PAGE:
Cool your home efficiently. Instead of keeping your AC on full blast all summer, try lowering the blinds, investing in blackout curtains, closing off unused rooms, and placing a bowl of ice in front of a large fan (feels like a cool, sea breeze!) If temperatures are too hot upstairs, move to the basement floor and be sure to let the cool night air in by putting fans in the window after the sun goes down.

Keep your lawn in good shape. As a general rule, your lawn needs between one and one and a half inches of water per week, from rainfall or irrigation. During the hot summer months, water your lawn during the last couple hours before sunrise to keep the water from evaporating. Sharpen your mower blades to give your grass a clean cut (which will help it conserve moisture better).

Trim trees and bushes. If you live in an area that is prone to wildfires, keep your trees and bushes trimmed around your house, and pick up any lawn or garden debris, as it can feed fires.

Inspect your pool. Before opening your pool to swimmers this summer, be sure to clean it and balance the chemicals properly. According to swimuniversity.com, thousands of pool owners end up in the emergency room each year due to poisoning from pool chemicals, so use safety goggles and extra care when handling your chemicals. Make sure any steps, ladders, railings, slides, and diving boards are in good condition and installed securely, your pump and filter are working well, and the pool is brushed and vacuumed often to head off algae problems. Be sure to shock the pool at the beginning of the season to kill all the bacteria and get your water sparkling clean. After dealing with chemicals in the pool, spray down the pool deck completely. Test all of your pool’s safeguards as well – gate locks, door alarms, storage for chemicals – and set out your rescue and first aid equipment and flotation devices.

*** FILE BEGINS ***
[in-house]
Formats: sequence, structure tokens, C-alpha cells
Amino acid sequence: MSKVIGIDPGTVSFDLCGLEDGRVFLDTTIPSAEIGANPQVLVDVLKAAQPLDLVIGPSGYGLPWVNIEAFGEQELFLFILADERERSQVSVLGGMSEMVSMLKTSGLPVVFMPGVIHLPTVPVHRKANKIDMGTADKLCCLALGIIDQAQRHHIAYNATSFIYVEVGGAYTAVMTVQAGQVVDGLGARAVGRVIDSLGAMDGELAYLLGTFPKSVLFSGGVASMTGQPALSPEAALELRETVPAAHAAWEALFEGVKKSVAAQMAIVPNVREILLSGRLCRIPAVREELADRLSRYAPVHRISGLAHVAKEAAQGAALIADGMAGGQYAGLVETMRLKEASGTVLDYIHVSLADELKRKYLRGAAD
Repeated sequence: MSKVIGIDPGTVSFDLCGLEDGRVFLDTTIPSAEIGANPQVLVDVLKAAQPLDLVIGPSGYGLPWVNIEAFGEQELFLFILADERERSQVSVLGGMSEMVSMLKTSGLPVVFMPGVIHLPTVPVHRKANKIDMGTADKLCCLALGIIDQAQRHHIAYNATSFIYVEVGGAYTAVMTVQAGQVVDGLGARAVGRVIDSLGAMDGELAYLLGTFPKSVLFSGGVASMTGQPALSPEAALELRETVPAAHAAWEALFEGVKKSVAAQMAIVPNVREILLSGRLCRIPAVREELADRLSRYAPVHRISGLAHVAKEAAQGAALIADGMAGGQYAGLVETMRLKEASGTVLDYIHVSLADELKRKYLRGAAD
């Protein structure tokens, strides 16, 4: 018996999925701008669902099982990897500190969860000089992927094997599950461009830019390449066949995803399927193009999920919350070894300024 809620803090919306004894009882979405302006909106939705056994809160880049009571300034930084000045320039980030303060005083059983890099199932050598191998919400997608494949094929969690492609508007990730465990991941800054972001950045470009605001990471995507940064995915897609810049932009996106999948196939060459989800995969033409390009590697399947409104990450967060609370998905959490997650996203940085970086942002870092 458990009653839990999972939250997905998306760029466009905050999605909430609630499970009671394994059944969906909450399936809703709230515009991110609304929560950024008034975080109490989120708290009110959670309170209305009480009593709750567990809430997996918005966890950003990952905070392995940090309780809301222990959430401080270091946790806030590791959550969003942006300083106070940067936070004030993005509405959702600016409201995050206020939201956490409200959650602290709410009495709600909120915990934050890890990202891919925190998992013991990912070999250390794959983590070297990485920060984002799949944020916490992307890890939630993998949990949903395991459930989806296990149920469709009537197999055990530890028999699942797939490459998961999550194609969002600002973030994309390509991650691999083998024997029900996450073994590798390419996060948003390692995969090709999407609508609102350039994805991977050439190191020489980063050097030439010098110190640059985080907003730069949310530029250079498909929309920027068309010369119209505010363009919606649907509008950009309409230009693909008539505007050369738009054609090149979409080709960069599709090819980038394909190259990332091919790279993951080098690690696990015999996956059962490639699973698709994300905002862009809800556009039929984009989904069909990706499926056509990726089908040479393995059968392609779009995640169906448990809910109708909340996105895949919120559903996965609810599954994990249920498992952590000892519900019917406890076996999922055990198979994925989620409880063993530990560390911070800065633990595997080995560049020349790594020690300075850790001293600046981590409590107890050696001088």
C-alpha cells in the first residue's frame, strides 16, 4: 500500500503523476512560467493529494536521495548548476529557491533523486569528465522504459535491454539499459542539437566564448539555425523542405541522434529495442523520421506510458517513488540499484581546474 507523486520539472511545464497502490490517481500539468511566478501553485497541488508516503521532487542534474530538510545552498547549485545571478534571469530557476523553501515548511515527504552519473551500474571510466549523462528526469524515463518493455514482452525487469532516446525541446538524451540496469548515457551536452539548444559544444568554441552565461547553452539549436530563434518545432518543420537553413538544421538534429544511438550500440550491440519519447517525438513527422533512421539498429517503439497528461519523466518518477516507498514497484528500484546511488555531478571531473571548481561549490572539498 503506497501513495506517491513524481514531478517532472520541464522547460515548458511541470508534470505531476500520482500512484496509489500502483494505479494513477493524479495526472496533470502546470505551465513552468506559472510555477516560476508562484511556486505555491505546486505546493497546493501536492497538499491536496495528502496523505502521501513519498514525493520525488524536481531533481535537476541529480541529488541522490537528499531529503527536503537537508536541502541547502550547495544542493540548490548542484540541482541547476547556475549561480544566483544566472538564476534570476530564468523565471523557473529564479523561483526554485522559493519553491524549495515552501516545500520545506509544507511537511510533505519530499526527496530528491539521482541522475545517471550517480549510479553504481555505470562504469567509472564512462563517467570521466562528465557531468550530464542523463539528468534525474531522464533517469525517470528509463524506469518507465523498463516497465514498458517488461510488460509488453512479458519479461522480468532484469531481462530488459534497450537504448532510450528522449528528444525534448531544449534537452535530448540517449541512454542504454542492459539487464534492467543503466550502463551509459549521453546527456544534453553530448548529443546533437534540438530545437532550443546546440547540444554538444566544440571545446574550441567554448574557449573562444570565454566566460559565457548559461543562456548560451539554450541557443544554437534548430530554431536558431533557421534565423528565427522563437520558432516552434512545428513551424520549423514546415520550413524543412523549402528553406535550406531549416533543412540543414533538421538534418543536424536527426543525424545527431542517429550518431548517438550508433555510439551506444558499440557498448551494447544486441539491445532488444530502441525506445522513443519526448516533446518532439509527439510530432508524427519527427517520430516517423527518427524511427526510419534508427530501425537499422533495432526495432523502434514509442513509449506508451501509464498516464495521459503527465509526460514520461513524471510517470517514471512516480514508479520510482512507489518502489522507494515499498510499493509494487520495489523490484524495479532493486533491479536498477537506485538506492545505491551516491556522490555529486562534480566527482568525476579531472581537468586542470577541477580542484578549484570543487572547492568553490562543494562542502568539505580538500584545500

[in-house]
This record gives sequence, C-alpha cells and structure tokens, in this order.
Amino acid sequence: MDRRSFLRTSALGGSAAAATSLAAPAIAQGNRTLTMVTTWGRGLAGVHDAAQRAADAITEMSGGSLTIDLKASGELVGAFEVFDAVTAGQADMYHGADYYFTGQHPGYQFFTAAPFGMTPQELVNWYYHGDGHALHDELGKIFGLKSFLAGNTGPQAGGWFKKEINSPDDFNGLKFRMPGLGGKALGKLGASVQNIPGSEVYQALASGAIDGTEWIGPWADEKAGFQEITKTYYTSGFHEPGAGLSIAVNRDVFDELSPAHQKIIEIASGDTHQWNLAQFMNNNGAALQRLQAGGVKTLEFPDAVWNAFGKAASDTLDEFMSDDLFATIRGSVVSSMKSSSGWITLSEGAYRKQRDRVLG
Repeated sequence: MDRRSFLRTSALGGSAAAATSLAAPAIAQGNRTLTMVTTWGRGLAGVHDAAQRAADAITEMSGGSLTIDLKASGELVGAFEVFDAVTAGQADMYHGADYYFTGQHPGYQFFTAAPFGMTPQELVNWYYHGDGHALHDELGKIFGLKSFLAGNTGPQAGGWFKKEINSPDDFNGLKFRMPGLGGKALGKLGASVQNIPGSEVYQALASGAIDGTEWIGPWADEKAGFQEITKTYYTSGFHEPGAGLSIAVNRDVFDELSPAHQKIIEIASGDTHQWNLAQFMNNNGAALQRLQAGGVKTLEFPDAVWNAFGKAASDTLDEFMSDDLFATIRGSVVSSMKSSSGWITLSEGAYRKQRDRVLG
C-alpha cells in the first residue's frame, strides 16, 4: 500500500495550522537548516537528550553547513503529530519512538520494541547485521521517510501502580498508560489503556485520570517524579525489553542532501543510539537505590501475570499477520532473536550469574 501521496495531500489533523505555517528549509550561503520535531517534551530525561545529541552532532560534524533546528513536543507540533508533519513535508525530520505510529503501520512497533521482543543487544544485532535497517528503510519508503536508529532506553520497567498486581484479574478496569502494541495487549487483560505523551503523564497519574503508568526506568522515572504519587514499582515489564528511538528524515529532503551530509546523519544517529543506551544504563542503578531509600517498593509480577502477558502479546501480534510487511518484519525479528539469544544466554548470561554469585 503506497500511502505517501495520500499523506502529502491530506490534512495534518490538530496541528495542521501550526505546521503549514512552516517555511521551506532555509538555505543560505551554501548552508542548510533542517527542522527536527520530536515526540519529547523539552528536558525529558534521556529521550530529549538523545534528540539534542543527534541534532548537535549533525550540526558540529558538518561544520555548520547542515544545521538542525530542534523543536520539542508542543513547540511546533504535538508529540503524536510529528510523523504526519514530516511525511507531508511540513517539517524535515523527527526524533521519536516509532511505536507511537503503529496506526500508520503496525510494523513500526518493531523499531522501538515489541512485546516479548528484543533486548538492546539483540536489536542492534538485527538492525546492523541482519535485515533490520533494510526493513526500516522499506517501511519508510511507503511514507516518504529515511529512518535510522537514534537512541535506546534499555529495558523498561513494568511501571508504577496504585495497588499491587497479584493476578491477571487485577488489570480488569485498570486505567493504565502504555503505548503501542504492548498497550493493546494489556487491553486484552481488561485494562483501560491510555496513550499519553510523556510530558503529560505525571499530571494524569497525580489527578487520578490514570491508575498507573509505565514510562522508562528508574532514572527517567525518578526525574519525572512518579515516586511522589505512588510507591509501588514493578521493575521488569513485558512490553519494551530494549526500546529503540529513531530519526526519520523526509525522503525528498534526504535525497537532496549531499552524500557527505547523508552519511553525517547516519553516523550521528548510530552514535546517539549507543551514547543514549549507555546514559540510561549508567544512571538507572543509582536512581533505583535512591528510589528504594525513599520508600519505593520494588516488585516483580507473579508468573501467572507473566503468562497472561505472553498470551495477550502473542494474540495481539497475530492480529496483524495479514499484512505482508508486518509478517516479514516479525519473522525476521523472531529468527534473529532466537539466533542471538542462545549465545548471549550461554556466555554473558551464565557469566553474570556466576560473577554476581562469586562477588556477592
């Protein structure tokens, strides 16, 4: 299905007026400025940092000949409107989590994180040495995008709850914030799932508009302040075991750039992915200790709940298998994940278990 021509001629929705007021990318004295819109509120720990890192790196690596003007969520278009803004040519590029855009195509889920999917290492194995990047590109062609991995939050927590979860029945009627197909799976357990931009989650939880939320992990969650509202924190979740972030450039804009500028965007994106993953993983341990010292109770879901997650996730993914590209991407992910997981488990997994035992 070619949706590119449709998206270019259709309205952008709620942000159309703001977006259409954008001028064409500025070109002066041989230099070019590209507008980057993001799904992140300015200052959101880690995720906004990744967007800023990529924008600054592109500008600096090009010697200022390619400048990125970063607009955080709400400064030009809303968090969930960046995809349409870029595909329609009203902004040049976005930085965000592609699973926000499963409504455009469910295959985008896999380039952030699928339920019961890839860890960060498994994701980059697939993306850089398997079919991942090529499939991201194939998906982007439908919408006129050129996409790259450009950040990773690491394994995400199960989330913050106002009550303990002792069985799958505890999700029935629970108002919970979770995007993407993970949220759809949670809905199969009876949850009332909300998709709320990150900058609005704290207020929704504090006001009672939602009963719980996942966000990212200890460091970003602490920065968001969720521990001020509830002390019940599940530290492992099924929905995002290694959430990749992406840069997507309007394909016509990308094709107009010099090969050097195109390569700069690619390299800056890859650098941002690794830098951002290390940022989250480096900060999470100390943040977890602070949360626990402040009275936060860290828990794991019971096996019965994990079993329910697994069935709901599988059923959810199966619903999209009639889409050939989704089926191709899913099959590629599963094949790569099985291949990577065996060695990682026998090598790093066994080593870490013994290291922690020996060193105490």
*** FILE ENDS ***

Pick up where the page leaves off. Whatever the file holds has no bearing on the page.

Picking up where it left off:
Consider your liability. Summer is a time for outdoor fun. Unfortunately, it can also be a time for outdoor accidents. Review your liability insurance policy to make sure you are completely covered for any unfortunate accidents that may happen on your property. Consider additional liability insurance coverage if you own a pool. Your insurance agent or broker can help you decide how much you’ll need.

CHUBB Insurance Article

Cyber Criminals Are At It Again!

We have been seeing an increasing number of claims involving cyber attacks, viruses, malware, phishing and other situations where electronic systems are being compromised both by directed effort and innocent mistake. These incidents can cause loss or damage to electronic data, forensic expenses, loss of income, network security and privacy lawsuits, extortion losses, notification costs, and damage to your business’ reputation. Most standard commercial insurance policies provide only limited (if any) coverage for these types of claims, and something as simple the use of email in your business can expose you to the risk of a breach or cyber event. We strongly recommend that each of our commercial customers reach out to discuss how they can benefit from additional coverage.

Additional links and resources regarding Cyber

Cyber Info Videos from CHUBB

Email Fraud and Ransomware Attacks

Home Renovations

If you’re planning a home renovation, you may want to call your insurance agent first because this decision can impact your homeowners insurance. Some home renovations will change the amount of coverage you need, while others could even help you qualify for a discount. We cover six common scenarios that could affect your insurance, so you can plan ahead.

1. Building a New Addition

When you expand and improve your home, you could likely increase its replacement value. This is the cost to repair or rebuild your home. Some additions that could increase your replacement value include: adding a second-story bedroom, expanding the living room or building a new garage.